Can Wal-Mart Do 'Local'?

The retail giant is using in-state farmers in an attempt to soften its image.

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Wal-Mart wants you to know that it's not just cheap but local, too. These two qualities have rarely converged in the aisles of the chain, the world's largest retailer and the nation's biggest importer of foreign-made goods. But as of July 1, Wal-Mart has taken a "local" approach that it says will bring you cheaper produce.

 

Exactly what "local" means and how prices might be affected aren't clear. But Wal-Mart's bargain-hunting customers, hit by rising inflation, are hoping to see some trickle-down.

For the company itself, the local approach is just one example of shedding old skins. Just last month, Wal-Mart changed its logo from the blue star it has used since 1992 to a sort of yellow digital daisy and a softer font. Last year, the company ditched its 19-year-old "Always low prices" motto for the more touchy-feely "Save Money. Live Better." And Wal-Mart has increased its emphasis on "green" goods and sustainability.

But the retail giant, which relies heavily on items made in China, may find it hard to manage two very different consumer bases: purely cost-driven shoppers and sustainability-minded consumers with more to spend. As Wal-Mart juggles new and old identities, can it rule both the dirt-cheap arena and the local niche market?

Always low prices?

Local foods are often more expensive than their mass-produced, imported competitors, but shoppers are hoping Wal-Mart's size and economies of scale can help it cut prices. If it succeeds, Wal-Mart's local initiative will both cut shipping costs and be a comfort to shoppers bombarded with food scares, such as salmonella-tainted jalapeño peppers.

The company has increased the number of local U.S. farmers that supply its stores by 50 percent in the past two years. In late June, for example, South Carolina's commissioner of agriculture, Hugh Weathers, announced a partnership with Wal-Mart. He said the plan would "keep a little of the grocery money close to where we live, supporting the family farm and the community's economy."

In Idaho, Wal-Mart has bought produce for its stores from local growers for the past five years. Wal-Mart's purchases are influencing what the state's farmers grow and how much. "Certainly, more acres are being dedicated to [Wal-Mart]," says Celia Gould, director of Idaho's Department of Agriculture. And Wal-Mart has sold everything that's been supplied by local farmers, she says. "There is always the need for more."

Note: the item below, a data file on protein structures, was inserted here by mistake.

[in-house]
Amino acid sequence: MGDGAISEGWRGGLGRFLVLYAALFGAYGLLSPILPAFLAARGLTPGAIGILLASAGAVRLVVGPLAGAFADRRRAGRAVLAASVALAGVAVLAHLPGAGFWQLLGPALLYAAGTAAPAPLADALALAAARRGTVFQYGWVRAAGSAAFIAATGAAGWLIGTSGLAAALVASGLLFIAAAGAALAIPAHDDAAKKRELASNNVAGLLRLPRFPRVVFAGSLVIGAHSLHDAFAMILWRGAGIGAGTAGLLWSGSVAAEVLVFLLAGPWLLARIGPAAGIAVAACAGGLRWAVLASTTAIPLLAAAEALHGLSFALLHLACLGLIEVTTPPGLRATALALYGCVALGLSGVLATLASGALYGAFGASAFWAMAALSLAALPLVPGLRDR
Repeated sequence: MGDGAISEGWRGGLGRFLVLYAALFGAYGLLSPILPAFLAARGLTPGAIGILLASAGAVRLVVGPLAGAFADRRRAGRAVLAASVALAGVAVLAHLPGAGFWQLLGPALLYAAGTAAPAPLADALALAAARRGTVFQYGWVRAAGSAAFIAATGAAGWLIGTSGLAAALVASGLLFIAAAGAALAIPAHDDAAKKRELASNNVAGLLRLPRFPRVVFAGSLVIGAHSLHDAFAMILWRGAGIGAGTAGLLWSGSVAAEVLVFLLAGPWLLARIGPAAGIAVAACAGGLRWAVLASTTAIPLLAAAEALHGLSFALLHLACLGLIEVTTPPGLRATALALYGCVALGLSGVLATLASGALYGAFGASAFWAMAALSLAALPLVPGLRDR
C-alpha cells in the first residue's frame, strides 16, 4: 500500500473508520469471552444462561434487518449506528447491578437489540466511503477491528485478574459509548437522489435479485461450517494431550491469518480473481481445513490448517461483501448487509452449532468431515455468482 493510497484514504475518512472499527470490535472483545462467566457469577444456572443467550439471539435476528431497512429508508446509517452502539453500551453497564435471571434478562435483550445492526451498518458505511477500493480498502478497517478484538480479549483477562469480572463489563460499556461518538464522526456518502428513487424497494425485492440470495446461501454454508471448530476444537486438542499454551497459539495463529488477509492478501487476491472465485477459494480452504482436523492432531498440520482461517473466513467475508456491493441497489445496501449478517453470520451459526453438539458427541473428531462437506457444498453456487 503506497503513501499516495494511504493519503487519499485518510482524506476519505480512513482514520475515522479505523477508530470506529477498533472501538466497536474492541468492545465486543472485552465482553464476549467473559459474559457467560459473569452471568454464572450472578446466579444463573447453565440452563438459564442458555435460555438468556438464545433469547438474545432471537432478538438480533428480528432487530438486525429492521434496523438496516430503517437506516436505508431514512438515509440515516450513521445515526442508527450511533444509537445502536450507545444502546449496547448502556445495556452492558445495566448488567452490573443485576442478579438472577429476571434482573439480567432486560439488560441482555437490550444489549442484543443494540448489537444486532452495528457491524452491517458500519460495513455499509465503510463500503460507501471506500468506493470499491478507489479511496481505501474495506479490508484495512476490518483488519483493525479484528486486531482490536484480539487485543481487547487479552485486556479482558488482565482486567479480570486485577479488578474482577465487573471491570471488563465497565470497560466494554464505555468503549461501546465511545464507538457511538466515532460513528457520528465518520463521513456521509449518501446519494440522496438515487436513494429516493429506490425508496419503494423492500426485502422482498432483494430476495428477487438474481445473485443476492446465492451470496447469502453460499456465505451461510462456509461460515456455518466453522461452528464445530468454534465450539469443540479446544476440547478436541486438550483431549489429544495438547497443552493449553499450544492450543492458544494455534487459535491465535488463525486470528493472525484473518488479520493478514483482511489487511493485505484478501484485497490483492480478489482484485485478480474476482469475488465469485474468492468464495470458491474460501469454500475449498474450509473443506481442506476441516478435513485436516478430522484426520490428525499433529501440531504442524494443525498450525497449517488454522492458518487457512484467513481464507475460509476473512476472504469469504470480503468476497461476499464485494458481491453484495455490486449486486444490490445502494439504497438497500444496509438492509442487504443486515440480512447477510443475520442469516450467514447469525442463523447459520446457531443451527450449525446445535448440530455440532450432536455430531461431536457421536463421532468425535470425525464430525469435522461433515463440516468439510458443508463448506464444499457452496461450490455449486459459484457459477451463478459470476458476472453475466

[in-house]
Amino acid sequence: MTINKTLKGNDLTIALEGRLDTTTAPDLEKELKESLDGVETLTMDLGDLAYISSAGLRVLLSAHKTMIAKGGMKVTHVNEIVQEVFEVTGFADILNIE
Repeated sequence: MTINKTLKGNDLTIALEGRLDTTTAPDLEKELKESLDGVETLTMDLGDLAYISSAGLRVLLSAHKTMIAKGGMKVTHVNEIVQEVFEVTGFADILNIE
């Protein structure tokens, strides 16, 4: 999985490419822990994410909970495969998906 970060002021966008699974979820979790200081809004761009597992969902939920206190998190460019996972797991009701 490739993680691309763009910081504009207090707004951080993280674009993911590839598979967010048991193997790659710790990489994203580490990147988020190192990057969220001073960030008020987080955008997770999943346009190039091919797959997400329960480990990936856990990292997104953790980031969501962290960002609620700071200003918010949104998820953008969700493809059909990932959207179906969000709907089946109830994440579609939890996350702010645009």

Yet suppliers should be careful about big deals, says Bobby Martens, assistant professor of logistics and supply chain management at Iowa State University's College of Business: "Wal-Mart is demanding, and producers should carefully evaluate any supply agreements." Martens, who has researched Wal-Mart's grocery division, says that as small farmers scramble to fill large orders, the question will be "whether the local food will actually be safer. My hypothesis is that it is not."

What's "local"?

Some of Wal-Mart's competitors—including the Whole Foods Market chain, the New Seasons Market stores around Portland, Ore., and Hen House Market in Kansas City, Mo.—sell locally grown food. Most "local" markets are defined by geographical boundaries such as a region or a radius in miles, not by the confines of political borders. Whole Foods, for instance, calls a product local if it has traveled less than a day (seven or fewer hours by car or truck) from farm to store.

Wal-Mart's take on "local" is different. It defines a local product as one made and sold in the same state. (Fruits and veggies in South Carolina Wal-Mart stores, for example, will be labeled "Certified SC Grown.") Wal-Mart says its in-state plan will save the chain 100,000 gallons of diesel fuel a year nationwide and save about $1.4 million a year.

Marketing and distribution experts say Wal-Mart's rule doesn't make much sense. "It has to change over time because at state border locations, produce grown in the adjoining state is more 'local' than that grown hundreds of miles away in the same state," says Eugene Fram, a professor of marketing at the Rochester Institute of Technology in New York.


Corrected on : Corrected on 7/28/08: An earlier version of this article misspelled the name of Brian Girouard, a Capgemini vice president.

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